6. Track your actions. How do you keep track of who you’ve met, where you met them and when you’ll be calling them next? Keep your own database of who you’ve emailed, called, met at the coff ee shop etc. Capture any conversation or interaction you have with someone about your future position somewhere you can easily reference. Again, this is what my spreadsheet was used for.

    7. Be your own professional promoter. Do you have business cards on you right now? Make business cards for yourself. Although you do not have a “job,” remember your actual job at this current moment is marketing yourself. Therefore, do the work required to market yourself by having cards that have your name, field of interest or major, phone number, email and website. This lets employers and recruiters sense your seriousness about your career.

    Searching for a job is part art, part science, and all tenacity. It’s a difficult job market, so you have to work harder and smarter to land a job. The good news is that when you approach your job search like a job, you will feel empowered and know that you’re exhausting all possibilities.  Ultimately, the process will make you tougher and smarter—and you’ll be well prepared for the challenges of your new job.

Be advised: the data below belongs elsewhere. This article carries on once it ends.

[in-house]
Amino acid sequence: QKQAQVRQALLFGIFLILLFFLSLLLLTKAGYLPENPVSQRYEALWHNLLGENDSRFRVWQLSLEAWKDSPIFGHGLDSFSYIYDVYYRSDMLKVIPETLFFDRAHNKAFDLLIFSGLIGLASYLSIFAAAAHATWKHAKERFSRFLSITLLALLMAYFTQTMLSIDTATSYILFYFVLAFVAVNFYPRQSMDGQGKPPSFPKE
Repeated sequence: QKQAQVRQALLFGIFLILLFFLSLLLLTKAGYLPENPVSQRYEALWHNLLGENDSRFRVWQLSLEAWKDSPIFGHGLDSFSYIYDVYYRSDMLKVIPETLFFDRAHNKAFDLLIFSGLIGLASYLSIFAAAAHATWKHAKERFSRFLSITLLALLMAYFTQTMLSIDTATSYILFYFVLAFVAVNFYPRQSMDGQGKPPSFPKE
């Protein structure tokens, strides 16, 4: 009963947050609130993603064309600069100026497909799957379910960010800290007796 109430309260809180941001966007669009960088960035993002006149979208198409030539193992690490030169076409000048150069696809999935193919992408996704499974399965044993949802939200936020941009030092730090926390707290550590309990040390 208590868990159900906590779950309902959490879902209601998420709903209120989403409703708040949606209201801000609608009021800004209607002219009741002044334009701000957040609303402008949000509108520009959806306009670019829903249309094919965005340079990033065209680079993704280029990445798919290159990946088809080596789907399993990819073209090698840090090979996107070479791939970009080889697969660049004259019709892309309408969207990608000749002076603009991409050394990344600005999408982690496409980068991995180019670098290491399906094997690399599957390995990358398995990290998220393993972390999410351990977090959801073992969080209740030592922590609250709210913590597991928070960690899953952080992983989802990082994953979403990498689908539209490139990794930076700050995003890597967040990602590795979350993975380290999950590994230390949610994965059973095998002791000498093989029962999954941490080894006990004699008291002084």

For more information on the details on how to have all of these bases covered, please visit www.projectengineersplus.com or email bui@projectengineersplus.com.

    By: Nnabuihe Maduakolam

    Contributor: Life After Graduation, LLC

    Article courtesy of the Recruiting Blogswap, a content exchange service sponsored by CollegeRecruiter.com, a leading site for college students looking for internships and recent graduates searching for entry level jobs and other career opportunities.

    Ready to begin your job search? Start at College Recruiter today!



    Powered by Facebook Comments

© 2015 CollegeRecruiter.com, LLC